Pity, as Digital Economy Bill means it’s about to get hold of even more..
UK citizens have little faith in the government’s ability to securely handle their private data – according to a wide-ranging survey which echoes findings by the National Audit Office.
Just 22 per cent believed that the government has appropriate means to stop cyber-attacks and identity breaches, according to 1,500 citizens polled by YouGov on behalf of security biz Covata.

Only 37 per cent said they were confident that the government would keep their personal data secure; while 32 per cent believed departments would not be able toe share information securely between public sector bodies.
The findings come as the government intends to increase the ease with which the public sector can access citizen data via the Digital Economy Bill.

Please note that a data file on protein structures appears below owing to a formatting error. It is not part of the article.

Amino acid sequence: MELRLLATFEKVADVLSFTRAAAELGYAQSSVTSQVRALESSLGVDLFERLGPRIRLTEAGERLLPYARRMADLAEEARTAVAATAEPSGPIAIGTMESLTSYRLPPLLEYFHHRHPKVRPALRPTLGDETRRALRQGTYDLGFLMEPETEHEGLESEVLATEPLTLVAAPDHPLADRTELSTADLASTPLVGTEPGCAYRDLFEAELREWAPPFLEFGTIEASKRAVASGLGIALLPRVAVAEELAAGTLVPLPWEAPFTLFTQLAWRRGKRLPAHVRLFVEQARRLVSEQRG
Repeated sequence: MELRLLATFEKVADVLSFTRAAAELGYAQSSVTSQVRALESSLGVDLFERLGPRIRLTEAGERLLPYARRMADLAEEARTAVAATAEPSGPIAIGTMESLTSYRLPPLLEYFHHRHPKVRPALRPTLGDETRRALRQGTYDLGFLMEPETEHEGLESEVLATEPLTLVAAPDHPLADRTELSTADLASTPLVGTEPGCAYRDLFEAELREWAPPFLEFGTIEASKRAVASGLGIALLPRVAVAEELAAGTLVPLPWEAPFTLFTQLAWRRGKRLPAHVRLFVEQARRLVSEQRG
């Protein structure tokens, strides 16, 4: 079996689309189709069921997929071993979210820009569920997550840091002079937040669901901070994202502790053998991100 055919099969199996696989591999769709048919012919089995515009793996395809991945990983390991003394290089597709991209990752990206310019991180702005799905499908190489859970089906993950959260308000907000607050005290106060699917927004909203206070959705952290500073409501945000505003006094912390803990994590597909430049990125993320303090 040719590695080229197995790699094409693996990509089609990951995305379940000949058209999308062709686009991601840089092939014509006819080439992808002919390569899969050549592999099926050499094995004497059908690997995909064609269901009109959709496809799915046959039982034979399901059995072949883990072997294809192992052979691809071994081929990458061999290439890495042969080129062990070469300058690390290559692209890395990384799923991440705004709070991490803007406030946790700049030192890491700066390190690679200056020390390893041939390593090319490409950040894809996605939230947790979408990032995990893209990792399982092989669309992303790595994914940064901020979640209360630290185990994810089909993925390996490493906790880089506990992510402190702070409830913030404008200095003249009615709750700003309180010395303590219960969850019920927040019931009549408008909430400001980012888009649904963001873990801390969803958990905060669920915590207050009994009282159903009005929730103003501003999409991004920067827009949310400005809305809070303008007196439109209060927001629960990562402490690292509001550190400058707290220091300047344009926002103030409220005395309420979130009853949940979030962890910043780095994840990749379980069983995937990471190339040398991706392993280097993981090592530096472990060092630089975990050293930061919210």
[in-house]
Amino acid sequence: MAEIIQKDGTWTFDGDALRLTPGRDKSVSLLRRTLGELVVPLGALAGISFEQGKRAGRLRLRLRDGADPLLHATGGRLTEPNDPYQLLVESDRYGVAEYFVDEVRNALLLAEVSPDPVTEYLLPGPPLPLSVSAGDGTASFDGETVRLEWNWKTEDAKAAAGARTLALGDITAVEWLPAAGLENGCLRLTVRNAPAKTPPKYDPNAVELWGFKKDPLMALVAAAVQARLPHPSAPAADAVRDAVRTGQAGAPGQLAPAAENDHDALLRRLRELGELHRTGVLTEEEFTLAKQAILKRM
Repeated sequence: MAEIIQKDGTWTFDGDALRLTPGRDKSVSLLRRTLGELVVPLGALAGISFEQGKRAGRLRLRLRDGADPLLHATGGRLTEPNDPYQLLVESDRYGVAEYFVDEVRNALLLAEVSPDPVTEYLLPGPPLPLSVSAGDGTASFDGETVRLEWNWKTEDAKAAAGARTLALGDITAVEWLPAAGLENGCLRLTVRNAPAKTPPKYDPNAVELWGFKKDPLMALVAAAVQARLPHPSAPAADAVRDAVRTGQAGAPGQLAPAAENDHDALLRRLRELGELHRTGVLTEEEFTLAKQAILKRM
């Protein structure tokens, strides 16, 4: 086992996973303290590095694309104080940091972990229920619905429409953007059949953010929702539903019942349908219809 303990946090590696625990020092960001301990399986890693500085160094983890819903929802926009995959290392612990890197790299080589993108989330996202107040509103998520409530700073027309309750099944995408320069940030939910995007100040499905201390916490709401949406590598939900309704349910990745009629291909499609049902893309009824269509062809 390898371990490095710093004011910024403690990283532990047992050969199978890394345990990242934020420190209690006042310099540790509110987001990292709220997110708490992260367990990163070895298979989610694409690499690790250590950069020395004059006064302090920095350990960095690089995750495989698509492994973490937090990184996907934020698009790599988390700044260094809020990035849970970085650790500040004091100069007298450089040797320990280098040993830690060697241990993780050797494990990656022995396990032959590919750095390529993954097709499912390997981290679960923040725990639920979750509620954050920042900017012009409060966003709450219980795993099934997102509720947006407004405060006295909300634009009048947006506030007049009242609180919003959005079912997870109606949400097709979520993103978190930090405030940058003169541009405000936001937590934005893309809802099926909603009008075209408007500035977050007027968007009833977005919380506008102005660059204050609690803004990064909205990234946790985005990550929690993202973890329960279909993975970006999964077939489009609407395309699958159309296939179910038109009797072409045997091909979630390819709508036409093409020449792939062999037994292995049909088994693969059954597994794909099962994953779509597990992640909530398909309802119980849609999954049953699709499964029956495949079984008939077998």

However, 51 per cent said it would be easier to use online government services if departments could share more information.
But a recent report by the National Audit Office slammed Whitehall for its poor infosec practices.
It found the Cabinet Office is failing to coordinate the UK’s government departments’ efforts to protect information.
It reported 9,000 data breaches in the 17 largest government departments in 2014/15.
Some 54 per cent named security as the number one priority for moving more government services online.
In an open letter to the government, Covata wrote:

At the very least, all sensitive information should be encrypted by default.
Strict controls must be in place to guarantee that only authorised personnel can access this information. Who attempts to access which files should be constantly monitored to ensure no breaches of protocol.

Departments should make it impossible for files to be shared by unauthorised channels, such as consumer-grade file sharing or cloud-based platforms.

A little self interested coming from a security biz, perhaps.

But nevertheless fair comment. ®

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